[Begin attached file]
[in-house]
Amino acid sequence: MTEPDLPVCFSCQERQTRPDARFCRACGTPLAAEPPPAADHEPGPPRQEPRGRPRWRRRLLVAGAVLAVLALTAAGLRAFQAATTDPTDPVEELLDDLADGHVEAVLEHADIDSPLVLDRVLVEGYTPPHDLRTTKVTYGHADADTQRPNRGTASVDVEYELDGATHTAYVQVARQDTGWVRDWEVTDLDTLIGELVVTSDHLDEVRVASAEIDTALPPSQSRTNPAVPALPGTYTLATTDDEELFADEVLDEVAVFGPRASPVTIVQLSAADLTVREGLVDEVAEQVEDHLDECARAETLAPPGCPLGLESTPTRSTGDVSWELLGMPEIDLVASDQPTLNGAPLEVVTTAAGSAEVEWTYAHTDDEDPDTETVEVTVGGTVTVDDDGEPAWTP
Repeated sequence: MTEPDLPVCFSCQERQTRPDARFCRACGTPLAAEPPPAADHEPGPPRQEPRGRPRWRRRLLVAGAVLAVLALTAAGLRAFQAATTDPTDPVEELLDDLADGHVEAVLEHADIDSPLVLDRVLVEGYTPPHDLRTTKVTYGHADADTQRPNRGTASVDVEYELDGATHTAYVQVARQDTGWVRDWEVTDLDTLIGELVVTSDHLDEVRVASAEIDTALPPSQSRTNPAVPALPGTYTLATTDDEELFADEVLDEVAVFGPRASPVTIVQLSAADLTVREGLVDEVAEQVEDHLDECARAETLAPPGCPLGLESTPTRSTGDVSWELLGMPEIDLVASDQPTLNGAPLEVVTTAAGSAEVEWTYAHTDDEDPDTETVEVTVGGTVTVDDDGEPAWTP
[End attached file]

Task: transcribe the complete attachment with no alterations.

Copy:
[in-house]
Amino acid sequence: MTEPDLPVCFSCQERQTRPDARFCRACGTPLAAEPPPAADHEPGPPRQEPRGRPRWRRRLLVAGAVLAVLALTAAGLRAFQAATTDPTDPVEELLDDLADGHVEAVLEHADIDSPLVLDRVLVEGYTPPHDLRTTKVTYGHADADTQRPNRGTASVDVEYELDGATHTAYVQVARQDTGWVRDWEVTDLDTLIGELVVTSDHLDEVRVASAEIDTALPPSQSRTNPAVPALPGTYTLATTDDEELFADEVLDEVAVFGPRASPVTIVQLSAADLTVREGLVDEVAEQVEDHLDECARAETLAPPGCPLGLESTPTRSTGDVSWELLGMPEIDLVASDQPTLNGAPLEVVTTAAGSAEVEWTYAHTDDEDPDTETVEVTVGGTVTVDDDGEPAWTP
Repeated sequence: MTEPDLPVCFSCQERQTRPDARFCRACGTPLAAEPPPAADHEPGPPRQEPRGRPRWRRRLLVAGAVLAVLALTAAGLRAFQAATTDPTDPVEELLDDLADGHVEAVLEHADIDSPLVLDRVLVEGYTPPHDLRTTKVTYGHADADTQRPNRGTASVDVEYELDGATHTAYVQVARQDTGWVRDWEVTDLDTLIGELVVTSDHLDEVRVASAEIDTALPPSQSRTNPAVPALPGTYTLATTDDEELFADEVLDEVAVFGPRASPVTIVQLSAADLTVREGLVDEVAEQVEDHLDECARAETLAPPGCPLGLESTPTRSTGDVSWELLGMPEIDLVASDQPTLNGAPLEVVTTAAGSAEVEWTYAHTDDEDPDTETVEVTVGGTVTVDDDGEPAWTP